The second thing you can notice from these videos how electric swings a lot more (in general) on uptempo tunes than it might in slower contexts. I think there are a lot of reasons for that, but the chief among them is that electric bass sustains a lot longer than upright bass. Significantly so. A big part of what makes upright bass felt more so than heard is the fact that there is such a solid and defined attack to the initial tone, and a relatively quick decay, at least as compared with the electric bass. When you’re playing at a quick tempo, there is less a distinction between the initial attack and the decay that follows it, so there is less of a problem of the longer sustain, but as soon as you start slowing down the tempo, the sense of initial attack and decay is lost on electric. I think this is one of the reasons why Steve Swallow has chosen to play with a pick. It puts a lot more attack on the sound, so he can get that quicker initial envelope that playing pizzicato can’t give you. Interesting that his clip is the only clip can could be considered “medium” tempo…

Anyway, all of this is just food for thought for those interested in what I think about as a working bass playing in jazz and other musics. Hopefully it can give some perspective on why I’m sticking to the ol’ porkchop for my own artistic pursuits, and why the instrument has had such a hard time being accepted as a “real” jazz instrument when the electric guitar, it’s close cousin, is such a mainstay.

On a side note…if you search “bass solo” on google images, I come up on the 4th page. Bitchin!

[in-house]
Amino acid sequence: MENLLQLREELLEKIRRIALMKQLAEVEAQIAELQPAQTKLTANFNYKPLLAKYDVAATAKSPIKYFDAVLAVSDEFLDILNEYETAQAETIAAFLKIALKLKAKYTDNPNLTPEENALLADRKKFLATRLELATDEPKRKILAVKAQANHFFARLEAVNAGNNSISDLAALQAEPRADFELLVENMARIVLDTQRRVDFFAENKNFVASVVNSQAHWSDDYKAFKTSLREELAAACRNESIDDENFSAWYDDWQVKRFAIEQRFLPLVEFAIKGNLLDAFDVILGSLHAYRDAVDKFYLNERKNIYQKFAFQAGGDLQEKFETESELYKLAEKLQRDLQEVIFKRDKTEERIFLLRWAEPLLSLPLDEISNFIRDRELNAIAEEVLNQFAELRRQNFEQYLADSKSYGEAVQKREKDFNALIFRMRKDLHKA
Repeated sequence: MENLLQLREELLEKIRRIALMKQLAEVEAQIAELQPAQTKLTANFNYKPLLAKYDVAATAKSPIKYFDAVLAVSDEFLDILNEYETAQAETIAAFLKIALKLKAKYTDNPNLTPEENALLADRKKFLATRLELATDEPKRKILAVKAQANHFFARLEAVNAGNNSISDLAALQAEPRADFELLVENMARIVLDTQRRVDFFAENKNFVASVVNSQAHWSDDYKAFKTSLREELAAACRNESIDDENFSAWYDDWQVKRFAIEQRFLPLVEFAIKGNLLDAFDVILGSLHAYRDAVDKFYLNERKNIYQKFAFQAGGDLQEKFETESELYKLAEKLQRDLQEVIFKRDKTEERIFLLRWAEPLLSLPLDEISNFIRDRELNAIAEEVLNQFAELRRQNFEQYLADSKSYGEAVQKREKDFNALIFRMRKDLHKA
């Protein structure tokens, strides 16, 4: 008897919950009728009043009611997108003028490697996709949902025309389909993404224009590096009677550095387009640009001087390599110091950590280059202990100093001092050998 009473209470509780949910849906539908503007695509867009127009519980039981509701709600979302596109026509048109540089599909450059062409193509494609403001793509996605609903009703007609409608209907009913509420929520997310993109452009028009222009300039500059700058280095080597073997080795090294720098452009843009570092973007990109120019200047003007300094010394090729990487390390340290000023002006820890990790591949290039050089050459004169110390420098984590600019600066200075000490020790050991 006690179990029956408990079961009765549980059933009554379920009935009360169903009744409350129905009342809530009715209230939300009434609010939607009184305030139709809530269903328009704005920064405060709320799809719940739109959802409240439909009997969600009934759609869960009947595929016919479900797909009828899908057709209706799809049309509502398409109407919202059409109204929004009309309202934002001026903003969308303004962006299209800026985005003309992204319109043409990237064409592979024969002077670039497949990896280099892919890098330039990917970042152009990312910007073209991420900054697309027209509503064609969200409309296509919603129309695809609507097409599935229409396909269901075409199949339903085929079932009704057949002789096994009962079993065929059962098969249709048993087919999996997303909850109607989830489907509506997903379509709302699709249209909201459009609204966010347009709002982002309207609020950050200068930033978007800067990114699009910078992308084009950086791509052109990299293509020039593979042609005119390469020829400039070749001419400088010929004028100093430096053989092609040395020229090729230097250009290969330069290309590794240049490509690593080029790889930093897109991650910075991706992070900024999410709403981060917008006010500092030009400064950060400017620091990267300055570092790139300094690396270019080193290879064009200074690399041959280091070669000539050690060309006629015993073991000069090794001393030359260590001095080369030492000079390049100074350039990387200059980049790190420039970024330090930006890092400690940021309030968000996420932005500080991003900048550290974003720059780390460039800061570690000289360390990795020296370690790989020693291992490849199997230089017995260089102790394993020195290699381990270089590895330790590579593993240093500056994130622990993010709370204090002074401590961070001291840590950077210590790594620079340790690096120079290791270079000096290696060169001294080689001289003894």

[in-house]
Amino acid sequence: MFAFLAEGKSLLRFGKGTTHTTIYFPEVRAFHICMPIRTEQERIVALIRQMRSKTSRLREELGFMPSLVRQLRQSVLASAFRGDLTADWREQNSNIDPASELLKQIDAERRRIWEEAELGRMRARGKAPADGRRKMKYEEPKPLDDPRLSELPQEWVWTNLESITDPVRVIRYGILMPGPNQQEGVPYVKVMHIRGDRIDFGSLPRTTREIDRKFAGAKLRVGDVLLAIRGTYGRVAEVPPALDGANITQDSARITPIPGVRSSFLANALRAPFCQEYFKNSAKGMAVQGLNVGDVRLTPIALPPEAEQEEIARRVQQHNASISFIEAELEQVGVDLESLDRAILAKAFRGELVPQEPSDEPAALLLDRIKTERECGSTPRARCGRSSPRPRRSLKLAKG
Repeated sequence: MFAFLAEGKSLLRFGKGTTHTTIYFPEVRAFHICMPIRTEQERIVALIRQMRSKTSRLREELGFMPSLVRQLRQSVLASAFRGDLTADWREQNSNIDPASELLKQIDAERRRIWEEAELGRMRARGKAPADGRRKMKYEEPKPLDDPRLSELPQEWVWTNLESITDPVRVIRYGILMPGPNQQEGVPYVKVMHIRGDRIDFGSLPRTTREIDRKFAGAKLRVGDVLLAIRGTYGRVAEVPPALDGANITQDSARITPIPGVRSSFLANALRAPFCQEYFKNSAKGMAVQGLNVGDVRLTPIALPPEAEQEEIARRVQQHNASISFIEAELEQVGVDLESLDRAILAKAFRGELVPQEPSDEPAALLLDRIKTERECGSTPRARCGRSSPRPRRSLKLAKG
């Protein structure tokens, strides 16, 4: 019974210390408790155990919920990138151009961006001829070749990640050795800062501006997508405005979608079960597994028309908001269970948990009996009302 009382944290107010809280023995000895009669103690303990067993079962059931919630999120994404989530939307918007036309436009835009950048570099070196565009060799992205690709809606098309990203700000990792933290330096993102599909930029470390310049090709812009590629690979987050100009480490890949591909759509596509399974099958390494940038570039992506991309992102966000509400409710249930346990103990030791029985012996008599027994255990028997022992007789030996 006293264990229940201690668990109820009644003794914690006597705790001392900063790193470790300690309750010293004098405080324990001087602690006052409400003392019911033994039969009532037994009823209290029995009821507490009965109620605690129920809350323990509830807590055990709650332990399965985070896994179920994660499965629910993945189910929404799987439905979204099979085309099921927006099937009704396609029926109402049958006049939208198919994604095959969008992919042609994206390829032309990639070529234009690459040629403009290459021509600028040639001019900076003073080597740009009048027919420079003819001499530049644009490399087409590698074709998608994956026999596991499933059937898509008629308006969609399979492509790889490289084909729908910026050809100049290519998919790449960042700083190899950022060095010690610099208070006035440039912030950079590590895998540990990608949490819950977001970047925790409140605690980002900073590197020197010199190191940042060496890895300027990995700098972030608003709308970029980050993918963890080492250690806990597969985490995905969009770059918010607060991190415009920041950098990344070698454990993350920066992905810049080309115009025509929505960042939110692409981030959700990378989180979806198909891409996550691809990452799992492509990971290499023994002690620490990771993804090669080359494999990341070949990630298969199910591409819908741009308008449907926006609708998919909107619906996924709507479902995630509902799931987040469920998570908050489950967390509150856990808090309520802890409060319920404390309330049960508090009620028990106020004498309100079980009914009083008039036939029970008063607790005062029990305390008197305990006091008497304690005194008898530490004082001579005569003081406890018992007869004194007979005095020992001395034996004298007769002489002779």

8 Responses to “The Bass Guitar and Jazz (oh snap…)”

  1. 1 ronan guilfoyle November 5, 2010 at 10:57 am

    Hi Adam

    This is a great article! Very comprehensive and deals very well with a lot of the issues electric players encounter when trying to play in an acoustic jazz format. And they’re issues I remember very well from my own early years. I have never played upright even though I loved it and nearly all the bassists I listened to played it. But I couldn’t afford a decent upright and I hated the sound from cheap and nasty acoustic basses. I decided I’d rather play a good electric than a bad upright, and so I set about adapting the electric as best as I could to the music I was playing (mostly standards in the early years) – had the frets taken off, used flat wounds, adjusted my right hand position (the plucking hand, as I’m left handed) and did my best to make it blend as well as I could with the acoustic instruments. Then in 1983 a student brought in an acoustic bass guitar to a lesson (must have been one of the first ever made, an EKO) and I saw I immediately the potential of this for me. I bought it off him and have played acoustic bass guitar exclusively ever since (my current instrument was built for me in 1993, and I’m currently having another made for me by Harvey Citron who makes Swallow’s basses). It’s a great compromise for bass guitarists I think – the technique of the bass guitar with a sound like the upright. Its acoustic nature really helps when playing with acoustic groups.

    Anyway, great article and great clips – I’m going to forward it to my students, most of whom are electric players. Thanks Adam, hope we get a chance to meet and have a chat some day

    All the best


  2. 2 Samer Bass player November 5, 2010 at 12:58 pm

    Thanks for the really useful info

    im defo going to test out some of these ideas/observation